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Originally posted by BioStatistic
What about social development and making friends? There are more dimensions to school and just books.
And what about teachers teaching topics they love to people who love the same thing? It would work like a matching system.
I have a close friend who was terrible in high school, but graduated...barely...and went on to a professional culinary program and was top of his class. He owns his own business and is doing very well.
I'm not saying you're wrong, just offering a perspective.
Originally posted by Marulo
reply to post by EvolEric
If you have not noticed technology has become extremely interactive in the last few years.
My old highschool has touch sensitive LED chalk boards in every classroom capable of displaying anything from photos to the internet. It is an incredible tool for teaching math.
Originally posted by EvolEric
What about children/people with learning disabilities?
Who need guidance and instruction on a level that requires, extra care/instruction?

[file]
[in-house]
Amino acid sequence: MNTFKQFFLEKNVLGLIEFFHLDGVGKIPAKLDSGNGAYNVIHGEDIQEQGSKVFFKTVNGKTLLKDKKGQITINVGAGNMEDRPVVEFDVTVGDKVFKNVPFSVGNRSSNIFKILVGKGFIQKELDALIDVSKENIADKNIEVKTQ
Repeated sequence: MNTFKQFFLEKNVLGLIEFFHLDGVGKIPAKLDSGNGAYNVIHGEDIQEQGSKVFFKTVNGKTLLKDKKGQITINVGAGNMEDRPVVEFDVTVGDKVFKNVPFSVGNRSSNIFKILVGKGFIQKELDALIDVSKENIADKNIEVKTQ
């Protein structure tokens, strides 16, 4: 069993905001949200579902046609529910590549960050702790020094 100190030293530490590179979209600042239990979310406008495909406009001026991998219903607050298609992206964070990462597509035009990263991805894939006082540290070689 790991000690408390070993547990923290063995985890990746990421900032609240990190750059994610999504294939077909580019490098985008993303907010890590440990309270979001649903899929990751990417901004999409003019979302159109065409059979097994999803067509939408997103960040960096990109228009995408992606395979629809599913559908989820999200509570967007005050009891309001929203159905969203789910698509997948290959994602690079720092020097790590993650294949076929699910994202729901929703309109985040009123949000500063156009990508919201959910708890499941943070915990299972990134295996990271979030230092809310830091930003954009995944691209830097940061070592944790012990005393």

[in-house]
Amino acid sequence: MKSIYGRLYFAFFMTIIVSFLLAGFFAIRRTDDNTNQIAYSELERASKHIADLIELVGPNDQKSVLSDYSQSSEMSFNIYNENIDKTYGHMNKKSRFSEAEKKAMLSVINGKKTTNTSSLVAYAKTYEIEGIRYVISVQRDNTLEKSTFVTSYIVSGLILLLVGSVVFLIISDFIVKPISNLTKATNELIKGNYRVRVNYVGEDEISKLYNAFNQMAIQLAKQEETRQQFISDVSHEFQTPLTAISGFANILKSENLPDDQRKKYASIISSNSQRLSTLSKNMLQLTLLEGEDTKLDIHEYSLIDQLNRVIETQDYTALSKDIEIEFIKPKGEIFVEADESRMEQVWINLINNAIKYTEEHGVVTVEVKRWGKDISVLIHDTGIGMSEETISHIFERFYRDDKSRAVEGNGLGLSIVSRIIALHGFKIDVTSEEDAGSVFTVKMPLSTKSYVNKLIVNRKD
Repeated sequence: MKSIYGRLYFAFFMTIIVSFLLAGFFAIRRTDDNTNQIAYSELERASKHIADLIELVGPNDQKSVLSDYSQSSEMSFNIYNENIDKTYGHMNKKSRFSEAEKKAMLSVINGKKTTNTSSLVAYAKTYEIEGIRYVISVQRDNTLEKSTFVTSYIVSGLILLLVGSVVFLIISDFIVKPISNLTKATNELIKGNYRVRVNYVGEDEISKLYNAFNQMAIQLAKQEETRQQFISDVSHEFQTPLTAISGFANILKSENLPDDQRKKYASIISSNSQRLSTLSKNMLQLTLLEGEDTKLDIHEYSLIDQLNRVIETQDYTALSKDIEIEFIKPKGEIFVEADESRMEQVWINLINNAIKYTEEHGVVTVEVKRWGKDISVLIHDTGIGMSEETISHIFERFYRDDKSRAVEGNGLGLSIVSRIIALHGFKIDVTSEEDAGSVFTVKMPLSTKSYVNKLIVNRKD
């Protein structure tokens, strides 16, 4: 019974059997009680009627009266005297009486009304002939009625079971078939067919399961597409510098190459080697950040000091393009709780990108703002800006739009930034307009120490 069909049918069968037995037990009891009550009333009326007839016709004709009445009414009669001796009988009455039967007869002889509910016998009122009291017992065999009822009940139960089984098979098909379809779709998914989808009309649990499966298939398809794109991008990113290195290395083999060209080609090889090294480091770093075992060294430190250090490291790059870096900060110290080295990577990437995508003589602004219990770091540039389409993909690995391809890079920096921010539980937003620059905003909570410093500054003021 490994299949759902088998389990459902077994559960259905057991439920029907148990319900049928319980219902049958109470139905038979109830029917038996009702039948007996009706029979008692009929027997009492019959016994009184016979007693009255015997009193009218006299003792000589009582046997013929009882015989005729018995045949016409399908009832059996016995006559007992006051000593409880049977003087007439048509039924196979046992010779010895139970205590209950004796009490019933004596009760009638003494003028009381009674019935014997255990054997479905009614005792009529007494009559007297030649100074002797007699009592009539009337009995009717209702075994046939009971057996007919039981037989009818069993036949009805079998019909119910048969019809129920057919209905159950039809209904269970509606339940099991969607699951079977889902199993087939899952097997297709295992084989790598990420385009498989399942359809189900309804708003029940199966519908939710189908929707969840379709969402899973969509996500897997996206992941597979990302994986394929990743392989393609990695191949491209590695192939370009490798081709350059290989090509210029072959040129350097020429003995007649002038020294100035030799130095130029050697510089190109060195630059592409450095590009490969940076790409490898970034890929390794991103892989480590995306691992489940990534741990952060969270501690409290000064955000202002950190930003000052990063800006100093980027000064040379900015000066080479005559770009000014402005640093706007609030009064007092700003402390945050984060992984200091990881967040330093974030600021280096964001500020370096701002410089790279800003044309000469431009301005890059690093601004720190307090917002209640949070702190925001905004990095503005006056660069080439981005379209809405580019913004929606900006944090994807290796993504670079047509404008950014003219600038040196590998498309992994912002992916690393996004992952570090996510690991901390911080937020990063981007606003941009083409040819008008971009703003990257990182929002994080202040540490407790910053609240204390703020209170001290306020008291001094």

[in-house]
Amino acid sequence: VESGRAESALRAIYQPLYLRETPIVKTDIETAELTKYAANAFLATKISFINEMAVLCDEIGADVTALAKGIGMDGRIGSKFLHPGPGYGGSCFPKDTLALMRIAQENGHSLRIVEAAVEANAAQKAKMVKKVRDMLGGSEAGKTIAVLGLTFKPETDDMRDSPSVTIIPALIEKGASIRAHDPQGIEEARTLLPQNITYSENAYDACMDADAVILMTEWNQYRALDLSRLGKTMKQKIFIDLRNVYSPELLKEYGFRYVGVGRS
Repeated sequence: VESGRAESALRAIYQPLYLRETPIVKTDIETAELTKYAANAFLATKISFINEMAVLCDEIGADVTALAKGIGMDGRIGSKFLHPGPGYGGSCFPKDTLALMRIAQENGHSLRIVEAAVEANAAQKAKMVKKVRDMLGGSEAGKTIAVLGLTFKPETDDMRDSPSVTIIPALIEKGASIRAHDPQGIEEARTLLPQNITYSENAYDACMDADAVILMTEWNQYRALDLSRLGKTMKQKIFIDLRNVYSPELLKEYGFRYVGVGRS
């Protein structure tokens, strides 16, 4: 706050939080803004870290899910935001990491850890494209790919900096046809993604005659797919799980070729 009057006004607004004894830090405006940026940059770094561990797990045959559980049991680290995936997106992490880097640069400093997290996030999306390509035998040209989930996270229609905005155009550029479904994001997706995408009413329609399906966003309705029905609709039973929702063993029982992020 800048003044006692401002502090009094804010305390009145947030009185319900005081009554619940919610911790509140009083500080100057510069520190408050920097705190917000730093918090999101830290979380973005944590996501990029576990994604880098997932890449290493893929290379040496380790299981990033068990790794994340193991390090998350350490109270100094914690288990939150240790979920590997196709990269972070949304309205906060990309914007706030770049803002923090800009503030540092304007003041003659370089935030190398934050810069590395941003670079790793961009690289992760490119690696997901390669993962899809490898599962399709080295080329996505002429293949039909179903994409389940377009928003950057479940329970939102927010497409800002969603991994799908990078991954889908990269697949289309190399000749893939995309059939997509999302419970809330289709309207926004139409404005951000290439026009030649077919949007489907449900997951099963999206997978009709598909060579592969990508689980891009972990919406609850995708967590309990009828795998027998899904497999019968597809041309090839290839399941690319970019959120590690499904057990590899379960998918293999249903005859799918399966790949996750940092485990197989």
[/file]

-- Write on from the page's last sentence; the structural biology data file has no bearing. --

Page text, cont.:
I'm pretty smart, but you can show me a 1000 books, a 1000 videos on math, and I still wont get it...
In High School, I had a very kind teacher who sat down with me, guided me in a nice way, like I was a 5 year old and showed me how to do math problems... something that I would never been able to do on my own
Originally posted by intrepid
Sorry, I have to disagree. To start with the premise is flawed. Children are inherently lazy. They will not learn what they need without structure. Trust me. My kids are 21-15 and none have their HS diploma yet. That doesn't even take into account what an excellent teacher can do for a student. Reach them in ways that make them want to learn and achieve. For me that was Don Cowan in grade 6. I tracked him down a few years ago(yes I used the internet) and thanked him for the interest he took in me. Almost 40 years later he remembered me. You can't get that from a computer.